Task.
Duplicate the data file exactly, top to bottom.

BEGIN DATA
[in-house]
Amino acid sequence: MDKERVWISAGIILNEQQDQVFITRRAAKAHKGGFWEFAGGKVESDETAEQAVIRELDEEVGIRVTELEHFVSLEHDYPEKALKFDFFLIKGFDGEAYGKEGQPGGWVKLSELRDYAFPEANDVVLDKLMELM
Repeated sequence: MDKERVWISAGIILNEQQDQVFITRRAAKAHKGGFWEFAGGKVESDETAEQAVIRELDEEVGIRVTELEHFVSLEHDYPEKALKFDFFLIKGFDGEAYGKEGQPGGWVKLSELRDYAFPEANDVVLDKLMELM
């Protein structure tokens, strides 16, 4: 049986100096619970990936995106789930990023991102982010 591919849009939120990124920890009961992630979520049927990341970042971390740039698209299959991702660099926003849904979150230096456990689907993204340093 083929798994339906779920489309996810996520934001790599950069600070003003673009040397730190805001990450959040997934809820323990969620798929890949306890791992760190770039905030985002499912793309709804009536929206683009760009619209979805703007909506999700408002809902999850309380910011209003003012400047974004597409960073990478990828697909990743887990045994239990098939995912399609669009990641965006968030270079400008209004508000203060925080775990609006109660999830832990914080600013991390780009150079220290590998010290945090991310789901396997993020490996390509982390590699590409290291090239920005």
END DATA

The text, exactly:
[in-house]
Amino acid sequence: MDKERVWISAGIILNEQQDQVFITRRAAKAHKGGFWEFAGGKVESDETAEQAVIRELDEEVGIRVTELEHFVSLEHDYPEKALKFDFFLIKGFDGEAYGKEGQPGGWVKLSELRDYAFPEANDVVLDKLMELM
Repeated sequence: MDKERVWISAGIILNEQQDQVFITRRAAKAHKGGFWEFAGGKVESDETAEQAVIRELDEEVGIRVTELEHFVSLEHDYPEKALKFDFFLIKGFDGEAYGKEGQPGGWVKLSELRDYAFPEANDVVLDKLMELM
């Protein structure tokens, strides 16, 4: 049986100096619970990936995106789930990023991102982010 591919849009939120990124920890009961992630979520049927990341970042971390740039698209299959991702660099926003849904979150230096456990689907993204340093 083929798994339906779920489309996810996520934001790599950069600070003003673009040397730190805001990450959040997934809820323990969620798929890949306890791992760190770039905030985002499912793309709804009536929206683009760009619209979805703007909506999700408002809902999850309380910011209003003012400047974004597409960073990478990828697909990743887990045994239990098939995912399609669009990641965006968030270079400008209004508000203060925080775990609006109660999830832990914080600013991390780009150079220290590998010290945090991310789901396997993020490996390509982390590699590409290291090239920005």